Threshold’s response to RTB Q2 Rent Index
29 September 2020
“While the 1.8% year-on-year increase in rents nationally is the smallest increase since 2012, given the fact that there was little movement in the quarter as a result the emergency Covid-19 restrictions, this was to be expected. Looking at the longer-term picture, rents have grown 62% since Q2 2012. In the context of this, an increase of 1.8% is still not a sign of a more affordable rental market. Conversely, if rents were to decrease at a rate of 1.8% per year, it would take almost 30 years for rents to return to 2012 levels.
“Moreover, a decrease in rents, while always welcome, will not always have a significant impact on renters. The decrease of 0.6% between Q1 and Q2 means a renter has a potential €262.56 more in their pocket each year – this doesn’t even cover one month’s groceries for a family of two adults and one child. The pressure on renters remains, and the increase in rents outside Dublin by 3.4% year-on-year is a concern.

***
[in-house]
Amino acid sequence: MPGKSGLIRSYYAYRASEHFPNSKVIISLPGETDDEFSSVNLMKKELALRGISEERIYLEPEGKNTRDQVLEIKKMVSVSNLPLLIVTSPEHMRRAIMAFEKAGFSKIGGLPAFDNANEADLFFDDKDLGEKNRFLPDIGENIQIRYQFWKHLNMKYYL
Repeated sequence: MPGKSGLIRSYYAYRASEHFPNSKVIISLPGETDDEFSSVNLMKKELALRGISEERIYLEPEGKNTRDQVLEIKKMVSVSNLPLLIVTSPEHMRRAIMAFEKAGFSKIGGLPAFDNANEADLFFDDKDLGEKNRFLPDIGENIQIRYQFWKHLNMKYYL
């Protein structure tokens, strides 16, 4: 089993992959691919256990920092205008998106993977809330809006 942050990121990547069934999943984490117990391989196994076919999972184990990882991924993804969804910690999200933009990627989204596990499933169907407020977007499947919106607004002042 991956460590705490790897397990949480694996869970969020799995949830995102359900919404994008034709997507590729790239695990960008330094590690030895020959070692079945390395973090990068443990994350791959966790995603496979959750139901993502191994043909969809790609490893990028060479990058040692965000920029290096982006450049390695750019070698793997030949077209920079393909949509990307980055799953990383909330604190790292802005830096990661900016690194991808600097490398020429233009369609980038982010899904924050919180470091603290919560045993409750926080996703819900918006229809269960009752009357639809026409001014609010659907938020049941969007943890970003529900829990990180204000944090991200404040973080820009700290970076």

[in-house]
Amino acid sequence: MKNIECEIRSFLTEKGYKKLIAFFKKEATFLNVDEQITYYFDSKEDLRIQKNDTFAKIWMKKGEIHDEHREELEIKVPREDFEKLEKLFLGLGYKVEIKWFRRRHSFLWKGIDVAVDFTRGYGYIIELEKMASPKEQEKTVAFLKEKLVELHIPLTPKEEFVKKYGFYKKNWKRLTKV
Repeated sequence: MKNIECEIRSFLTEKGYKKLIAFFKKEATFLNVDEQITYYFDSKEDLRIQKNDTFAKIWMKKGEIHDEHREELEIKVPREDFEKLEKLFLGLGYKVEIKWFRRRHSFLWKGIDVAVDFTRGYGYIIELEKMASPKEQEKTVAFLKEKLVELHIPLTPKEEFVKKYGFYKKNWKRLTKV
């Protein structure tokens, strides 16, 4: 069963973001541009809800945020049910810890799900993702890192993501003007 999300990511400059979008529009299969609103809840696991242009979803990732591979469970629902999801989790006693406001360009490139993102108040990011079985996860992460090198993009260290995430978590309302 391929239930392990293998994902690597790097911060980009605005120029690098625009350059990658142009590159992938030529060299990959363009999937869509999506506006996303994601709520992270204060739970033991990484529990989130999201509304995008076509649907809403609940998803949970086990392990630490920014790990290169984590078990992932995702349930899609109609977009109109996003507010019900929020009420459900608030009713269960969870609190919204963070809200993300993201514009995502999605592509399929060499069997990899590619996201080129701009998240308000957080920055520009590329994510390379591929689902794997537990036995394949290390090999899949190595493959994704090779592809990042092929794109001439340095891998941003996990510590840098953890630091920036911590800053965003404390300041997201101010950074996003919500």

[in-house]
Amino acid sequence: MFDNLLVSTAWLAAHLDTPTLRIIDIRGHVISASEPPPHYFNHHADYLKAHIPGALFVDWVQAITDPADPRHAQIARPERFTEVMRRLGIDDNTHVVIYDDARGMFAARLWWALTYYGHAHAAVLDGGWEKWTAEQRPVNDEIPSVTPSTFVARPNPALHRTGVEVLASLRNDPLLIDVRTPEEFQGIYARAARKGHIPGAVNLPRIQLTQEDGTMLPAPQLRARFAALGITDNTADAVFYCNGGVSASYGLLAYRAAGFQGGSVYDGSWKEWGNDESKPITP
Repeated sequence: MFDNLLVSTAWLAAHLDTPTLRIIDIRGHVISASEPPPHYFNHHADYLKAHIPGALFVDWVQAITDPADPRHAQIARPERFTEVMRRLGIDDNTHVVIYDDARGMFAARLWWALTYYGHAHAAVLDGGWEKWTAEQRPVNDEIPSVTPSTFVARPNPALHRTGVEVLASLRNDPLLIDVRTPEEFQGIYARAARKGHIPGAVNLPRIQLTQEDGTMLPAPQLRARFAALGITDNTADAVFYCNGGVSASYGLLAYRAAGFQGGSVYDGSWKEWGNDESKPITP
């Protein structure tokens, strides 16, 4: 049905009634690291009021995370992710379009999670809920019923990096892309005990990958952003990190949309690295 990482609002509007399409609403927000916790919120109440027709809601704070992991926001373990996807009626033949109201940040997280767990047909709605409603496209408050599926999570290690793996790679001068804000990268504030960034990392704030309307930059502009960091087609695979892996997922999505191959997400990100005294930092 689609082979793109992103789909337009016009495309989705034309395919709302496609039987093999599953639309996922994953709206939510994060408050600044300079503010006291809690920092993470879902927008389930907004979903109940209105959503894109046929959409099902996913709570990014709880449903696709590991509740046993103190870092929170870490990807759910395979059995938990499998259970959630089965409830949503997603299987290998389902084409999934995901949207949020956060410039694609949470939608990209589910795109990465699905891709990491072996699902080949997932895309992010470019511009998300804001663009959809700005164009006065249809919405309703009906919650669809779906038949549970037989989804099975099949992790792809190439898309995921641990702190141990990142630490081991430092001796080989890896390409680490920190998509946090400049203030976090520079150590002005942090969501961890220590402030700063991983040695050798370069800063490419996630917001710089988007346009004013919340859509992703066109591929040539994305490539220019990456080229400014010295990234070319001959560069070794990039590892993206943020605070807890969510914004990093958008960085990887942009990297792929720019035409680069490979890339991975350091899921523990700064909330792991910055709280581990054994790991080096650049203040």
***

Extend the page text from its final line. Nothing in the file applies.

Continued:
“On a positive note, the moratoriums on evictions and rent increases do appear to have had some impact in at least stabilising rents. The increased security and rent certainty for tenants appears to have resulted in reduced turnover in the private rented sector and a reduction in homelessness.”
In its Pre-Budget Submission, published last week, Threshold called on government to build on the success of these emergency measures by reintroducing the moratoriums on evictions and rent increases while availing of every opportunity to increase affordable supply. Since the moratorium on evictions has ended, the number of tenants facing eviction has returned to pre-Covid-19 levels. This is not a sign of a modern, functioning rental sector.
“Homeless prevention is cheaper than emergency homeless accommodation, avoids unnecessary human misery and is the morally appropriate response to homelessness,” McCafferty continued. “As the country enters an economic recession, at the very least we need to see the re-introduction of the moratoriums on evictions and rent increases, to stem the flow of renters into homelessness.”